Thursday, February 08, 2007

Amaechi-do About Nothing

John Amaechi. Gay.

According to the Boston Celtics, that's Gay-OK.

Just, uh, make sure you let Al Jefferson know to keep both hands on the soap.

Jefferson was uncertain about how teammates and fans would react if a current player came out. Amaechi, like those in U.S. team sports before him, didn’t do so until after his retirement.
“I don’t know,” Jefferson said. “It’s hard to say. I mean, would his teammates want to play on the same team with him? I don’t know. You’ve got to understand teammates take showers with each other. They’re around each other every day. I don’t know. I can’t speak on that.

Gays, people. In our NBA lockerrooms. Taking showers -- and they're probably using lavender-scented soaps. Explain to me how Mark Blount is going to concentrate on pulling down an offensive rebound if he has to rub bodies with some European named Michel, taut and glistening, his hair like meadowgrass, on the tide...

So John Amaechi is gay. Just like Esera Tuaolo and that guy who wrote Moneyball.*

Not that there's anything wrong with that. Ukraine is game to you?! How 'bout I take your board and smash it to pieces?!

= = =

* May not be accurate.

Edit: In the interest of furthering the discourse, and in response to a previous comment, I give my fully articulated opinion on the matter, unsullied by sarcasm and references to Tom Waits:

My objective here was two-fold, and I admit that while writing this in haste, I sacrificed some precision in my analysis. One, comments such as those made by Al Jefferson (and others; Shavlik Randolph said, "As long as you don't bring your gayness on me I'm fine") suggest that NBA players aren't necessarily prepared to deal with an openly-gay teammate. But Amaechi, as a retired player and not one of great import (journeyman role player for five seasons) isn't as impactful as the media would like for us to believe. That he is the first openly-gay former NBA player is mere trivia -- retired athletes in other sports (the NFL's Esera Tuaolo, MLB's Billy Bean) have already as much as confirmed that homosexuality in the locker room or clubhouse is a reality. But a retired player gives players such as Jefferson and Randolph a measure of security, in that they don't need to confront him in their professional capacities. What sport needs to really progress on this issue is the first openly-gay active player. Given some of the attitudes expressed about Amaechi, it will probably take a true star player to overcome the ensuing stigma and scrutiny.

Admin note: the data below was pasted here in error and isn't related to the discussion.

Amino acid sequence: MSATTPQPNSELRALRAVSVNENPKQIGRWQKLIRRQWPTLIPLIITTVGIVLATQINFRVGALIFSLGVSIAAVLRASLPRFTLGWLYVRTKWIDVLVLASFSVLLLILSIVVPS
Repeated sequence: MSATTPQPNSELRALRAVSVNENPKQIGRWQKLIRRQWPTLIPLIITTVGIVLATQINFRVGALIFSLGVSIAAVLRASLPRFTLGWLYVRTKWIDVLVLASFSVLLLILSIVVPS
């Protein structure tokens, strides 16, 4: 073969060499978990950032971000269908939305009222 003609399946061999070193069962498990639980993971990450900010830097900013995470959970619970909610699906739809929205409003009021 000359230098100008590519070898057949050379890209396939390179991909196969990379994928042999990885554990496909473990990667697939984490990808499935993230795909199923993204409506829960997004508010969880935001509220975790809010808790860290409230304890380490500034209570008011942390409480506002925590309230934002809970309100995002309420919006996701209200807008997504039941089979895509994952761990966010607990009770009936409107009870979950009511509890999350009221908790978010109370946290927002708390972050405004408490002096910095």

So there it is: 1) professional basketball players aren't necessarily socially enlightened, and 2) Amaechi's announcement does little to alter perceptions beyond what his predecessors have already accomplished.

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Blogger Serpico said...

I don't really understand what you are saying or how you feel about the issue. Are you okay with gay professional athletes or not?

Would you prefer that homosexuals get banned from sports? I understand how it can make another athlete uncomfortable, but they are professional athletes. They get payed in order to be able to play under pressure.

As far as I'm concerned, if a pro athlete is so concerned by his fellow athletes sexuality that he can't concentrate on his game, then they certainly can't handle the pressures of the playoffs or fulfilling his contract, and not getting injured.

It would seem that this hypothetical professional athlete is no "pro" at all.

Sat Feb 10, 07:00:00 PM EST  
Anonymous bart said...

I'm not sure what serpico means. The article seems to me to contront the attitudes expressed by players such as Jefferson and Randolph but also states that Amachi isn't very groundbreaking. I'm also not sure what serpico means by the part about being able to handle pressure. Bigotry and being able to handle pressure do not have to be linked as far as I can tell.

Mon Mar 12, 02:34:00 PM EDT  
Blogger Serpico said...

I am sorry if I was confused as to the message of the article. I had read a different meaning of the article and perhaps I was mistaken.

I do not mean to excuse bigotry by relating it to pressure in anyway. Instead, I mean to put the bigotry on the shoulders of the bigot. I'd prefer that they not be bigots, but even a bigot that feels nervous about homosexuality in the locker room should be able to suck it up and make it a non-issue for their game.

Tue Mar 13, 02:07:00 AM EDT  

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